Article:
Q. How do you feel about the Nationwide and Truck Series losing Lucas Oil with Nationwide coming to the Brickyard for the first time?
TONY STEWART: Honestly as excited as I am for everybody to race at the Brickyard, I have that same level of sadness of losing the Truck race and Nationwide race. That's one of the things that I've liked about the weekend is that a track that I got my roots at. I know when we ran Sprint cars, we always looked forward to watching the Trucks and the Nationwide cars. So we are sad that we lost that. But I think that even though we are sad about losing the races, we are excited that we are going to get a chance ‑‑ that the Nationwide Series will get a chance to come into the Brickyard.
Q. If you could talk about your program Wednesday where you're going to be giving out backpacks at Indianapolis.
TONY STEWART: Yeah, it's something I'm really proud of. I mean, Office Depot was the first company to express interest in being a part of what we were doing with Stewart Haas Racing, and it's something that they are very passionate about is their national backpack program.
We are going to get a chance tomorrow or Wednesday to give out 6,000 backpacks, or sackpacks they call them. That's something that's really big for these kids. It gives them the opportunity to go to school knowing that they have all of the supplies and tools they need to be successful no matter what their financial situation is. Those 6,000 sackpacks are going to make a big difference, and they are giving out about 400,000 over the course of this year, 2.9 million since the program started.
We are really, really proud of the Office Depot Foundation and the fact that they work so hard to give back to this community.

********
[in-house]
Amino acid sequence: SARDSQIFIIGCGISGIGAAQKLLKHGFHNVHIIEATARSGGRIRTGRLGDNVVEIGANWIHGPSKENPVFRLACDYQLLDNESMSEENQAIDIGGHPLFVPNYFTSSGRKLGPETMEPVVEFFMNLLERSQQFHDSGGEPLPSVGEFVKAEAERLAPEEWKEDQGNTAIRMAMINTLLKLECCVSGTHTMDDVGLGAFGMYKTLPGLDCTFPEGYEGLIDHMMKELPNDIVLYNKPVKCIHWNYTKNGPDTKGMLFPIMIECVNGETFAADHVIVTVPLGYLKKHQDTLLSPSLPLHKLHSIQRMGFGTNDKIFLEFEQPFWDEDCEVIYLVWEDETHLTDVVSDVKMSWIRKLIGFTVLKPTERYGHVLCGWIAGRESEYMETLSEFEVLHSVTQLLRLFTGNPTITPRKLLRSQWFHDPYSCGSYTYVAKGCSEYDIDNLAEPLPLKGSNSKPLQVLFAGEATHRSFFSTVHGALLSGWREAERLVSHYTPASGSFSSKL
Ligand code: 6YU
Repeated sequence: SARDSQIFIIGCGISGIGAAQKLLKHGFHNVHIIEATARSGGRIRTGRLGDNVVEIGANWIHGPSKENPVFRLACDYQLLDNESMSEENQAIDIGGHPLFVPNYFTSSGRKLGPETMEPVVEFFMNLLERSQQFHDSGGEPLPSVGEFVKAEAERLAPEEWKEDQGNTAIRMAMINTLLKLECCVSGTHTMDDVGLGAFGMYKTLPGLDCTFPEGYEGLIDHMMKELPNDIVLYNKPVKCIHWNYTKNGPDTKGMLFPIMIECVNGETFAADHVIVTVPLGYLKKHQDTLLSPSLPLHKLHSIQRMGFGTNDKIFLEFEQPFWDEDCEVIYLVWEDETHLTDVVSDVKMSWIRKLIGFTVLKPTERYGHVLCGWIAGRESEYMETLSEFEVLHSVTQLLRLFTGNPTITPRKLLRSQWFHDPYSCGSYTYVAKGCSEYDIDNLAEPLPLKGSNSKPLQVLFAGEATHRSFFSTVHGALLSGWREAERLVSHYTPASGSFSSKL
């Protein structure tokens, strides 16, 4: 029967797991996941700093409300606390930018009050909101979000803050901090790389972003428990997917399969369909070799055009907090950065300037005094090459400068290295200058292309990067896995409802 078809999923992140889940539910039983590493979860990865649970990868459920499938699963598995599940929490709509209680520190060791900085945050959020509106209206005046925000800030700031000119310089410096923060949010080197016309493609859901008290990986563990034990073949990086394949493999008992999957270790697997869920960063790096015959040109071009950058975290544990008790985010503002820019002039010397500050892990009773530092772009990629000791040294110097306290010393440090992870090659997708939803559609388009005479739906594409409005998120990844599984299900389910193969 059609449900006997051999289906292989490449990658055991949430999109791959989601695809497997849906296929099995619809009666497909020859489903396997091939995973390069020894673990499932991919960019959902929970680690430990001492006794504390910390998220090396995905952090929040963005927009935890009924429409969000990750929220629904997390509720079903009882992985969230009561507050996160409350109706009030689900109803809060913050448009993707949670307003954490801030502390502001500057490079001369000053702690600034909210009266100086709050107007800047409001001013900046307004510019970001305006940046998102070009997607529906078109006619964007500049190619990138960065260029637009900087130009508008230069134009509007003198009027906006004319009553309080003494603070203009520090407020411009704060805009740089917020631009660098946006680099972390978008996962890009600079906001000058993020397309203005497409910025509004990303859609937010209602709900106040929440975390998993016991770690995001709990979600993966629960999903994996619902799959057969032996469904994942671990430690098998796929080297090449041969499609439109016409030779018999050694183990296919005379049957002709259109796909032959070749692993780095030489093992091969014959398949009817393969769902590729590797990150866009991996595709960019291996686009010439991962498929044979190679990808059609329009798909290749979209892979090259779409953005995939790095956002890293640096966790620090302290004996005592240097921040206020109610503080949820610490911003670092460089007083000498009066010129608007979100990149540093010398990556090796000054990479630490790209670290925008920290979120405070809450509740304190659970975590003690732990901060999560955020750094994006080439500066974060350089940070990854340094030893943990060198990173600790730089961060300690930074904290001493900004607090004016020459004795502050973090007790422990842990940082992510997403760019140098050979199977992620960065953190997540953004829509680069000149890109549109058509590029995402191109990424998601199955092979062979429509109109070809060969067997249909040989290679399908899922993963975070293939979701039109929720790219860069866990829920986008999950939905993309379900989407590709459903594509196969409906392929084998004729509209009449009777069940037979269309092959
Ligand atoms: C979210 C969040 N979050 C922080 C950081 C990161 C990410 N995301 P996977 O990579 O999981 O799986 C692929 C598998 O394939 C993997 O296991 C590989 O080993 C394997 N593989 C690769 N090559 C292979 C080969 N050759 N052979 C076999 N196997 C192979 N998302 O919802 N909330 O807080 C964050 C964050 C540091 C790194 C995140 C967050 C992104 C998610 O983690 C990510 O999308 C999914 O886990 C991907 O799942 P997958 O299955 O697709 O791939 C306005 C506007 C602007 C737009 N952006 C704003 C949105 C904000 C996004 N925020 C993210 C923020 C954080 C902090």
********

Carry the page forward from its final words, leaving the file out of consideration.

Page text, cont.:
Q. Talking about the Nationwide Series and the Rolex coming into Indy this year, the track has been pretty open about the fact that it's been an attempt to try to reinject some enthusiasm and excitement into the event as crowds have dwindled the last few years. I know it's still the second biggest race for you and the drivers after Daytona, but how important do you think it is for the event itself and the perception to maybe get the Grand Am full again?
TONY STEWART: I know it's a big deal. It's big for us and the more people that are in the stands, the more we enjoy it as drivers. The year that we had the tire troubles really made a huge impact on the race there.
So it's gaining that momentum back. Like I said, when I heard about it, my first thought was disappointment because IRP was the truck race and the Nationwide race at the same time; it was pretty exciting there knowing the road course was going to get shot in the arm again at the Indy and the GRAND‑AM Series is awesome to watch.
So I'm excited to see those guys run. And like I said, to see them get the Nationwide race, it will be an interesting week to see what that really goes for it. A lot of people would have had to make the choice of one or the other, and now they can come to the Brickyard and catch all of it in three days.
Q. You mentioned Formula1 earlier; I know there's instances at Indy, Indy 500 seems like racing has gone up since the merger and there's been more buzz around that event since the merger. Do you see that as being possible for NASCAR? Can it regain that luster pre‑2007?
TONY STEWART: I think so. Since we had the tire problems a couple of years ago, good year has put the full‑court press effort to resolve that and I think they have done a really good job. The last couple of years we have had really, really good races there. I mean, it's still a two and a half mile track that's flat and the corners are very short.